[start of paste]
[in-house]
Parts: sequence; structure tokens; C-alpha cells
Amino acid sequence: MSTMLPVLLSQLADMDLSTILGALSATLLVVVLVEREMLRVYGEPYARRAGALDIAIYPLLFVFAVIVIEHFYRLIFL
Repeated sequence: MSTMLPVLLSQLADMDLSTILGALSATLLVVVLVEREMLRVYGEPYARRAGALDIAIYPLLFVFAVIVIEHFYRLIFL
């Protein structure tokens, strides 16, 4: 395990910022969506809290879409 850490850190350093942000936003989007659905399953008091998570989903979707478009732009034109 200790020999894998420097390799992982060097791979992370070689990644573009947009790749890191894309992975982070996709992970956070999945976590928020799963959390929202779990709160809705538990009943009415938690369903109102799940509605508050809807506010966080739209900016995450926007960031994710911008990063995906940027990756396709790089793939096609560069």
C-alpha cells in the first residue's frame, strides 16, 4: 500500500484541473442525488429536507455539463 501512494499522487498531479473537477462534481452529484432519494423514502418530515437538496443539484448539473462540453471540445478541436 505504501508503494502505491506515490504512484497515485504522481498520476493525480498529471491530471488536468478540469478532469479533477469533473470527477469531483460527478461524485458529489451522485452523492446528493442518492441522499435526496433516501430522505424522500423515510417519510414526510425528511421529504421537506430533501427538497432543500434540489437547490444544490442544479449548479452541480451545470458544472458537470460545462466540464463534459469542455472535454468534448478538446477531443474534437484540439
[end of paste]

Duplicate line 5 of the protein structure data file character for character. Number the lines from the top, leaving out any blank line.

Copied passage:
């Protein structure tokens, strides 16, 4: 395990910022969506809290879409 850490850190350093942000936003989007659905399953008091998570989903979707478009732009034109 200790020999894998420097390799992982060097791979992370070689990644573009947009790749890191894309992975982070996709992970956070999945976590928020799963959390929202779990709160809705538990009943009415938690369903109102799940509605508050809807506010966080739209900016995450926007960031994710911008990063995906940027990756396709790089793939096609560069």